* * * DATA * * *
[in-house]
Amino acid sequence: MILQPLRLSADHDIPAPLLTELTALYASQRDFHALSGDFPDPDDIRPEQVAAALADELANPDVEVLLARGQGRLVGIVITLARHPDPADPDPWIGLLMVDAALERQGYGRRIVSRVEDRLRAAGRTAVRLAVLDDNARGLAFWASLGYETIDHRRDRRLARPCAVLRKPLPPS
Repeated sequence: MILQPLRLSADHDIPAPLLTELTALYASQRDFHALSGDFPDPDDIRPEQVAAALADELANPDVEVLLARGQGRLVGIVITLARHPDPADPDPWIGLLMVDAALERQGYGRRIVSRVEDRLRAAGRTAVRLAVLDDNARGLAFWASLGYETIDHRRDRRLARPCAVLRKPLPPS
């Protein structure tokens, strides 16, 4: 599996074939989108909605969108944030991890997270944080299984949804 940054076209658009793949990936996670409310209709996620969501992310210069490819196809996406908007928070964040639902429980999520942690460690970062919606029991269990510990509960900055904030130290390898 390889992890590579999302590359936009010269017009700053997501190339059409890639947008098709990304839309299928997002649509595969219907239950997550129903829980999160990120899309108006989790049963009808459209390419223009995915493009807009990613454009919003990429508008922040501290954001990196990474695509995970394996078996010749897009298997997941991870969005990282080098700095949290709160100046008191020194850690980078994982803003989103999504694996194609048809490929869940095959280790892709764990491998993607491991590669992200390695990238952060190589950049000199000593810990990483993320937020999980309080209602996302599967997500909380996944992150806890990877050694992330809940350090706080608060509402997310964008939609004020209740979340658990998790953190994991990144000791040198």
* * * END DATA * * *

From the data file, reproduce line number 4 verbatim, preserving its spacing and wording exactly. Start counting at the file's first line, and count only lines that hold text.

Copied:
């Protein structure tokens, strides 16, 4: 599996074939989108909605969108944030991890997270944080299984949804 940054076209658009793949990936996670409310209709996620969501992310210069490819196809996406908007928070964040639902429980999520942690460690970062919606029991269990510990509960900055904030130290390898 390889992890590579999302590359936009010269017009700053997501190339059409890639947008098709990304839309299928997002649509595969219907239950997550129903829980999160990120899309108006989790049963009808459209390419223009995915493009807009990613454009919003990429508008922040501290954001990196990474695509995970394996078996010749897009298997997941991870969005990282080098700095949290709160100046008191020194850690980078994982803003989103999504694996194609048809490929869940095959280790892709764990491998993607491991590669992200390695990238952060190589950049000199000593810990990483993320937020999980309080209602996302599967997500909380996944992150806890990877050694992330809940350090706080608060509402997310964008939609004020209740979340658990998790953190994991990144000791040198």